When flu viruses 'shift and drift', how many vaccines?

Aug 29, 2009 by Marlowe Hood

The World Health Organisation's announcement Friday that the 2009 H1N1 virus has become the dominant strain of flu worldwide fits a historical pattern, but the impact on vaccine policy remains unclear, a top expert said.

"This was one of the big questions, whether we would finish up with three types of strains, or whether one would replace the others," said Nigel Dimmock, a virologist and emeritus professor at the University of Warwick.

Dimmock said it was surprising that the WHO had decided so rapidly that the pandemic strain -- which surfaced in Mexico four months ago -- had elbowed out other flu strains.

The northern hemisphere has not yet begun, so the determination must have been based mainly on what has happened in southern hemisphere countries such as Australia, New Zealand, Argentina and Brazil, he said.

The WHO said in a communique: "Evidence from multiple outbreak sites demonstrates that the H1N1 pandemic virus has rapidly established itself and is now the dominant in most parts of the world."

Human flu viruses are identified by a surface-lying protein called hemagglutinin -- the "H" of A(H1N1).

There are 16 subtypes of the "H" protein that circulate in birds and swine, but so far only three have become easily transmissible among humans.

"Flu viruses go through 'shift and drift', explained Mark Miller, an epidemiologist at the US National Institutes of Health's Fogarty International Center.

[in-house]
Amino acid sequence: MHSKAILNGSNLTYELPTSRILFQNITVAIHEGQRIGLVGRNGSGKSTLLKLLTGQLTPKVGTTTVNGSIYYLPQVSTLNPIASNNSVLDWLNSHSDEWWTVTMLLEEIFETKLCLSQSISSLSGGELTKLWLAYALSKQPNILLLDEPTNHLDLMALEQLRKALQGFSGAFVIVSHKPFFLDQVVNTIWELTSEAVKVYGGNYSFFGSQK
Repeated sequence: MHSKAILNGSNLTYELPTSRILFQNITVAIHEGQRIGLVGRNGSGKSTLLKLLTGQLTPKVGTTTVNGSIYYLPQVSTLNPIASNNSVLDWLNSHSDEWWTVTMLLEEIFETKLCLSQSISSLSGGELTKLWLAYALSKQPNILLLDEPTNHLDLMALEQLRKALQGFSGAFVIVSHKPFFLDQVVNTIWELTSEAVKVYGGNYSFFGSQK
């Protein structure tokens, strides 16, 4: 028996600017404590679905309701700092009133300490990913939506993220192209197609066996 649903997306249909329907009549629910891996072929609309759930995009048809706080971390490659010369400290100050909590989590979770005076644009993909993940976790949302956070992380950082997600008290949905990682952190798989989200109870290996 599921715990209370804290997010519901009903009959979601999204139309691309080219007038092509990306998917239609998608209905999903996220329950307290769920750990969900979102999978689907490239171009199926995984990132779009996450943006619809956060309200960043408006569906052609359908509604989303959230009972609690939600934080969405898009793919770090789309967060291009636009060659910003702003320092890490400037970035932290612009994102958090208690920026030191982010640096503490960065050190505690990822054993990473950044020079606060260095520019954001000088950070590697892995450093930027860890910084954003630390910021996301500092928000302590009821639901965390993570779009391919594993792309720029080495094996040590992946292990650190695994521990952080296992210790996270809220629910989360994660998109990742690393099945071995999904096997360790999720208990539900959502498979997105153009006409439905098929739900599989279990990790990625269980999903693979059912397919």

"In previous we had a shift in the type of virus that is dominant," and then a process of 'drift' and it changed slightly from year-to-year.

The deadly 1918 "Spanish flu" -- which left some 40 million dead -- was an H1 virus, and dominated unchallenged until 1956 when a new "H2" variant swept across the globe.

"It pretty much at a stroke replaced the H1N1. It is still amazing how that happened -- nobody really knows why," Dimmock said.

The same thing happened a dozen years later, when the "H3" knocked its predecessor off the world stage. This led scientists to conclude that any new pandemic strain replaces the seasonal one descendent from the previous pandemic.

"But then the H1N1 reappeared in 1977, very similar to the strains circulating in the mid-1950s, and it has been co-circulating with the H3N2 up until the start of this year," Dimmock said.

It was unclear based on the WHO's statement, he added, whether people would need to vaccinate against only the new virus, or against the two strains that have been around for decades as well.

"If the pandemic has replaced the other strains, as happened in 1957 and 1968, then you don't need the old ," Dimmock said by phone.

"But if they continue to co-circulate, even if it is dominant, then you are going to need a vaccine with three type-A components -- and a seasonal B."

The vaccines can be combined into a single shot, or given separately he said.

(c) 2009 AFP

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